Now that the campaign is over, Mai-Eng says she wants to continue to focus on health equity and use her knowledge and experience to work towards making equitable healthcare policies. “Our demographics are changing and I am on the front-line with the families from ethnic minorities and new refugee communities. I have lived through the challenges as a newcomer myself and it is my hope to be a voice in closing the existing gaps in our systems.”

“My entire life story tells a narrative that is oftentimes left out from mainstream media. Even with nothing, from the beginning, our family never lost hope to rebuild a new life filled with prosperity and rich cultural diversity. My family has made significant progress within our own personal lives and in the community. Life’s challenges and despair strengthened my family’s resiliency. I don’t live my life by default is something I think everyone wants but don’t always get.”

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CITY OF LAKES COMMUNITY LAND TRUST — Creating Perpetually Affordable Housing

The CLCLT creates perpetually affordable, responsible, and sustainable homeownership opportunities for low-income households in the City of Minneapolis. The CLCLT creates a supportive homeownership environment

For more information:
City of Lakes Community Land Trust
1930 Glenwood Ave
Minneapolis, MN 55405

Create Change.

Find the Cause that fits your Passion

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See What Your Money Can Do Through a Workplace Giving Campaign

Based on 26 pay periods per year, here are just a few examples of the impact you can have within the community around us:

$3 per pay period:


$5 per pay period:


$10 per pay period:

  • Center for Hmong Arts & Talent (CHAT) can buy a new keyboard for their music program.
  • Home Line can keep their statewide hotline free to all tenants.
  • One month of access to a professional music recording studio for youth and adults living in Saint Paul through InProgress.
  • Little Brothers Friends of the Elderly can train a dedicated and caring volunteer who reengages an isolated, lonely elder through two in-home visits a month.
  • Minnesota Indian Women’s Sexual Assault Coalition funds for 4-6 survivors of Sexual Violence (sometimes with their children) access to emergency housing cost for hotel/or transportation to safety/or assistance with emergency personal care items/or purchase of emergency food supply.
  • National Federation for the Blind MN can provide materials for 11 blind people and their families to help make tactile labels or markers for appliances, medicine, and the like.
  • Southside Family Charter School can pay for curriculum to one classroom.
  • The legal review for home buyers to ensure their understanding of the documents necessary to be signed for home buying through Rondo Community Land Trust.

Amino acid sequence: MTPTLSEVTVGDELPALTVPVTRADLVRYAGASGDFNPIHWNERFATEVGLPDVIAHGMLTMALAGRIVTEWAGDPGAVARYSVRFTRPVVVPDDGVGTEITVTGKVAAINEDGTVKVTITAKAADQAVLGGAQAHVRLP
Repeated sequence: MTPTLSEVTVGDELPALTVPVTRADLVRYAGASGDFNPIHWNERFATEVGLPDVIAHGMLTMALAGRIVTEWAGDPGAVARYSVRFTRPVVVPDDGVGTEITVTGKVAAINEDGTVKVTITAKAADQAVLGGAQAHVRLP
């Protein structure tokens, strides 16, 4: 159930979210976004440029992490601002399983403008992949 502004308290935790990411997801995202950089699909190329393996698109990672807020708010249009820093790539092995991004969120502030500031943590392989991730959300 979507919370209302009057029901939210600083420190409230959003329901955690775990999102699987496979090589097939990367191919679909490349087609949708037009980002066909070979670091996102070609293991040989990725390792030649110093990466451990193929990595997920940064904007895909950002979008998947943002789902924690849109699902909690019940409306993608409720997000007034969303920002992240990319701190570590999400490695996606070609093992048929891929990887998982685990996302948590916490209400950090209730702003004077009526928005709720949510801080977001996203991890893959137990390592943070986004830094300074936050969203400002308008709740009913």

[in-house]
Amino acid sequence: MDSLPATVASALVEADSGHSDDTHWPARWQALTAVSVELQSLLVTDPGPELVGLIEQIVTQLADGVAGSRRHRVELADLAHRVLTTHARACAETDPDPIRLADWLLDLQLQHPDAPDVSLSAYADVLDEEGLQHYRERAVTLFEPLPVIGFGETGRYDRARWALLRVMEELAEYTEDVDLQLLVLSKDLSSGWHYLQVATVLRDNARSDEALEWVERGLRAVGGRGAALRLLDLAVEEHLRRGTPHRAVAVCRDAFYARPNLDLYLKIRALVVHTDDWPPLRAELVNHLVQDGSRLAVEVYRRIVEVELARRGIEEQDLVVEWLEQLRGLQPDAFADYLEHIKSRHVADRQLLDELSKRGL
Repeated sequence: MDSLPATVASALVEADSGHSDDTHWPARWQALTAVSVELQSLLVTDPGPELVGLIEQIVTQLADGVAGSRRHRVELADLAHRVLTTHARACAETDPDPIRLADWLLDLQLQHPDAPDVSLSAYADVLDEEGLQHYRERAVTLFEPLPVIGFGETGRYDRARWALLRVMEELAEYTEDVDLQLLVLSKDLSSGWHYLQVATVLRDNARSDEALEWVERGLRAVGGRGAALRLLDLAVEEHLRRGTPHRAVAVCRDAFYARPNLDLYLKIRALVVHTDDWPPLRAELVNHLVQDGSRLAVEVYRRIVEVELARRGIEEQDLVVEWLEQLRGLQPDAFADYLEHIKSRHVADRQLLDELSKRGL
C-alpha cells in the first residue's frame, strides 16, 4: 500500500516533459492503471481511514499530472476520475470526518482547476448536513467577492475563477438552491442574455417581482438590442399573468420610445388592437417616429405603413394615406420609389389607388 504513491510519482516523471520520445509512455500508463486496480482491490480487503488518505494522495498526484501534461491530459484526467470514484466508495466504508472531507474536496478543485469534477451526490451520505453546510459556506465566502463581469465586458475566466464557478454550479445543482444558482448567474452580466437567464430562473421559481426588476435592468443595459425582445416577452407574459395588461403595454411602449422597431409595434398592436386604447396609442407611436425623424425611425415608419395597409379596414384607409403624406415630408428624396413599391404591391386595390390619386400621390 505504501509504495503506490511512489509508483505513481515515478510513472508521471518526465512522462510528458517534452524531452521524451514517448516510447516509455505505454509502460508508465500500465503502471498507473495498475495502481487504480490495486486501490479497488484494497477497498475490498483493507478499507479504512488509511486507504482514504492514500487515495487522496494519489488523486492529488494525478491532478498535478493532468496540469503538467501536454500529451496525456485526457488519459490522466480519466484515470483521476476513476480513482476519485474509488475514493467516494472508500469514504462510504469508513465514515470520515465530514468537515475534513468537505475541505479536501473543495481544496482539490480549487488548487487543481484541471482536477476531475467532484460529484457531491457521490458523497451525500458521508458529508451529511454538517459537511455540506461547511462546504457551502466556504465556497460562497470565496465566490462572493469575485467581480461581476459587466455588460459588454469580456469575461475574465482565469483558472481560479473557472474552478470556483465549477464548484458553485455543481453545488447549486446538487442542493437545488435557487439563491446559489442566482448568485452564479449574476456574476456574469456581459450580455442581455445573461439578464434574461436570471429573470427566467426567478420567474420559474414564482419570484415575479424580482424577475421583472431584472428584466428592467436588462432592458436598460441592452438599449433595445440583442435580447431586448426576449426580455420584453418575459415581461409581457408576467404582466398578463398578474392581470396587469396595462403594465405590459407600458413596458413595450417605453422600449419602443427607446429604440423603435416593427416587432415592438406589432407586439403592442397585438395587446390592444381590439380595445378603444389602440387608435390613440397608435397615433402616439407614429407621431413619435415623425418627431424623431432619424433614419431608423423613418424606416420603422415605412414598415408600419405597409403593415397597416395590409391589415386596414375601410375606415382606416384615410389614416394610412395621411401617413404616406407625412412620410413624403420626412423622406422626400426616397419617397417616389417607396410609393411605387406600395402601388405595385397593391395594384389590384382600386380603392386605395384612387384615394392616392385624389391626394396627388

• Table space for distribution of WAMM literature on 6 Saturday mornings at the Midtown Farmers Market and the at annual May Day Festival so messages of peace and nonviolence will be dispersed throughout the larger community.

$20 per pay period:

  • City of Lakes Community Land Trust (CLCLT) can leverage it 40 x and raise another $20,000 for affordability and rehab investment funds, assisting a low-income household into responsible and perpetually affordable home ownership.
  • COMPAS can reach 20 women who are currently incarcerated with the opportunity to heal and share their stories through poetry.
  • Friends For a Nonviolent World (FNVW) can provide 8 incarcerated individuals the opportunity to be trained as inside facilitators who will help with running conflict transformation workshops.
  • Minnesota Coalition Against Sexual Assault (MNCASA) can provide culturally-specific trainings for advocates, community members, students, or organizations in advocacy or prevention.
  • Minnesota Women’s Consortium funds to buy membership for low-wealth organizations and individuals.
  • One Voice Mixed Chorus can offer one free performance in a school.
  • Financing for a young person’s participation in therapy at RECLAIM.
  • Twin Cities Gay Men’s Chorus an ASL Interpreter to enhance one concert performance, making our music reachable to more audiences.
  • YouthFarm can provide healthy food access during our summer program, feeding 200 Youth Farmers throughout the Twin Cities.

$30 per pay period:

  • YouthCARE can provide a 5 day, 4 night session at Camp Sunrise, including transportation to and from camp, food, and an overnight canoe trip for one youth.

$50 per pay period: